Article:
The Allport Values Test is a psychometric-type test developed by Gordon Allport, Philip Vernon, and Gardner Lindsay; it is considered one of the first psychological instruments to measure a person’s underlying values or motivation.
According to Allport, a good way to analyze the character of a particular individual is to assess their moral values. In this sense, he emphasized the present rather than personal history, which was the focus of the psychoanalytic wave that dominated psychology at the time.
The objective of the test is to determine the relative weight of the six values for a particular individual: theoretical, economic, aesthetic, social, political, and religious. We will describe the definitions of these core motivations in more detail below.
Allport tests can be helpful when companies are trying to learn more about job candidates than just their knowledge or skills in a specific subject. This test can tell a lot about a person.
How is the Allport test designed and how to apply it?
The test consists in determining the basic preferences of the person tested. To do this, it places people in different scenarios to evaluate their behavior and, based on this, their values.
The Allport test has two parts. The first part consists of dichotomous questions that candidates must answer by giving 3 points according to their preferences.
The second part contains statements with four possible answers, which must be ranked in relative order according to the preference degree of each person.
A total of 240 points are awarded for the entire test; 90 points for the first part (according to the value assessed) and 150 points for the second part (according to the order of each response item).
The test can be used individually or collectively. Although there is no time limit, the candidate has to try to answer the question as quickly as possible without thinking too long.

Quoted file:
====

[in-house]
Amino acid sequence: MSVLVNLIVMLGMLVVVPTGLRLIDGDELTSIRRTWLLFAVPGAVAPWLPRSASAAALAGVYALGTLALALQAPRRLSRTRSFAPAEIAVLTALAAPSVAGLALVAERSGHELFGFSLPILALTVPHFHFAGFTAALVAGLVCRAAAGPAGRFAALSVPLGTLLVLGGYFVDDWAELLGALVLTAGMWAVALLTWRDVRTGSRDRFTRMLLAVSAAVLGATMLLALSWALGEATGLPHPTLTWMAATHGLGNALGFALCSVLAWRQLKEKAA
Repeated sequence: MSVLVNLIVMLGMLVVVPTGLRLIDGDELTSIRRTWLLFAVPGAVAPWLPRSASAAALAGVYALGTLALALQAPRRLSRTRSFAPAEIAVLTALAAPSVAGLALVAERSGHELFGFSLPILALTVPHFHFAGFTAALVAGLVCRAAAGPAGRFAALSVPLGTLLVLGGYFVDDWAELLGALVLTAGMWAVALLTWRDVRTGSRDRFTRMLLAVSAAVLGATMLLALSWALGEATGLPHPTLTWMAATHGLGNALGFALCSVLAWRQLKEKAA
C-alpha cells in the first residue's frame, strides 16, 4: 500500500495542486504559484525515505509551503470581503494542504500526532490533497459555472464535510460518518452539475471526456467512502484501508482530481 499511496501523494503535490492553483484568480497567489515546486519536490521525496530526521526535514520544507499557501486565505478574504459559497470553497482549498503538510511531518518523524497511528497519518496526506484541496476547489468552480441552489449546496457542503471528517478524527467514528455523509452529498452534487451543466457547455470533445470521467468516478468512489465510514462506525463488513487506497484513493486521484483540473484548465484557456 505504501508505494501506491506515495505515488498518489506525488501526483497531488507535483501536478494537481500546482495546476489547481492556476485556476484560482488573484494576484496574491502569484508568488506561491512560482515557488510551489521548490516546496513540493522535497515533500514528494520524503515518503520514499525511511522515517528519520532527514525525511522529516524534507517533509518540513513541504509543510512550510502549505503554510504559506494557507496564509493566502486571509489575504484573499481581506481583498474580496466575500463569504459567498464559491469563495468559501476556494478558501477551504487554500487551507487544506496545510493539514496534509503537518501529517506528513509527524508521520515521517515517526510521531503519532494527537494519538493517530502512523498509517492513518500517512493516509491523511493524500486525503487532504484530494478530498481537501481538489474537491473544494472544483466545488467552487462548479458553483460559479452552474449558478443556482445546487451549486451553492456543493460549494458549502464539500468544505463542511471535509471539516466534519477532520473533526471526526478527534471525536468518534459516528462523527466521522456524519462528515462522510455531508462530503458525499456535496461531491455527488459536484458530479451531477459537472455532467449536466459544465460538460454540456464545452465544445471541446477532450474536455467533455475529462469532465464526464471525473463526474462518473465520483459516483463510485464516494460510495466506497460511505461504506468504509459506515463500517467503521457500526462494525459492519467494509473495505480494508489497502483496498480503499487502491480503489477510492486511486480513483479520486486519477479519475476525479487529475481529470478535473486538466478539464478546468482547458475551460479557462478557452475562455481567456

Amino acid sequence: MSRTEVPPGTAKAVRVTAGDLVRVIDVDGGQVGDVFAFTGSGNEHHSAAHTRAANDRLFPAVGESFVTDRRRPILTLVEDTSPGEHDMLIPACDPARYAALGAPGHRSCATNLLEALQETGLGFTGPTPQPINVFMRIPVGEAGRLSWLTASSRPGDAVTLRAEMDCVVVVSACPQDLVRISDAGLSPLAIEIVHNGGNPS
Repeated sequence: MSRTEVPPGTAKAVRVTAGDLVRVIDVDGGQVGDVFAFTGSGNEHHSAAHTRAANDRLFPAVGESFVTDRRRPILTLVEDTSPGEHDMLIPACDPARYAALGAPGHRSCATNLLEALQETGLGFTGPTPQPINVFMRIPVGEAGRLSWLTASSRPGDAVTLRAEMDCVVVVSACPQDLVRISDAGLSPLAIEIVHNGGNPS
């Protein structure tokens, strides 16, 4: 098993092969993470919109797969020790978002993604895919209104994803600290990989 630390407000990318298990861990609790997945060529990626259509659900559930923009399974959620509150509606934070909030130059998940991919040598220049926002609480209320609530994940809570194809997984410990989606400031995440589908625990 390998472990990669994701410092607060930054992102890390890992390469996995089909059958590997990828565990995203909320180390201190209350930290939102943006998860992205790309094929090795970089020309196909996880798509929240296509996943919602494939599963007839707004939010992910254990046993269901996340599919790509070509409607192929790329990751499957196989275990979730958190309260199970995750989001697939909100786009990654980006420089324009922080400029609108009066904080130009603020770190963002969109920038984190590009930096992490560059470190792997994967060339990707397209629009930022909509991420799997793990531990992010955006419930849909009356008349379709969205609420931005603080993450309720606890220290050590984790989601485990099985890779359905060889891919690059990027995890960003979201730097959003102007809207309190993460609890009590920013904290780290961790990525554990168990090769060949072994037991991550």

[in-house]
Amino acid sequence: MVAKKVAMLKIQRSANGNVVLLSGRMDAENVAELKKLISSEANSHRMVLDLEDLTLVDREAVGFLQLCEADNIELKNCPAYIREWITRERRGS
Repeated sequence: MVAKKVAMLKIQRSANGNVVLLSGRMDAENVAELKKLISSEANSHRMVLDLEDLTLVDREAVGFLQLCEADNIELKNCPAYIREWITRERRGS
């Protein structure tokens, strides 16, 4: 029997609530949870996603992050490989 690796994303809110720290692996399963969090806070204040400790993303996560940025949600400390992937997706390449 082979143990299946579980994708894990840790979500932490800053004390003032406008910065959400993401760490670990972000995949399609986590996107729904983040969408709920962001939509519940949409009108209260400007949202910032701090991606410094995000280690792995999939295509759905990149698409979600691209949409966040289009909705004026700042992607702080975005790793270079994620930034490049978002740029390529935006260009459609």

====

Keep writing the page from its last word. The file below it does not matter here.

What values does the Allport Test measure?
The results of the Allport test seek to obtain six scores at the end of it, one for each of the motivational items proposed by Allport. A variable’s comparison with other indicators indicates how significant each value (or behavioral tendency) is for a person.
The values evaluated in this test are presented below:
People with a high theoretical value seek to discover the truth of things, that is, to achieve orderly and systematic knowledge obtained through logical and empirical standards.
This value is related to the focus on material and lucrative aspects that include things such as the accumulation of goods and a utilitarian conception of relationships with others; i.e., the person only seeks to relate to others purely for economic and status aspects.
As its name indicates, those who obtain a high score in this motivational factor emphasize aspects such as beauty, personal care, and harmony of things, which to some extent, goes against the theoretical value. For these people, satisfaction comes from either or both creating and thinking about aesthetic experiences.
For this section, people’s motivation is based mainly on their relationship with others; they seek to have the company of other people, and helping them is their most motivating factor. The highest scores in this aspect indicate that the person has values such as kindness, generosity, and compassion.
In this variable, with a high score, we found that people’s motivation is mainly related to obtaining power and control over the behavior of different individuals. It is also associated with leadership.
People with a high score in this aspect orient their actions according to their spiritual beliefs; for these people, the center of their motivation has to do with God and acting well in his eyes.
Finally, it is good to note that values determine what a person wants to achieve. Congruence between values, goals, and chosen professions must be maintained for maximum personal and professional growth. For this reason, many companies include this test in their selection process and are complemented by other psychometric tests relevant to decision-making.
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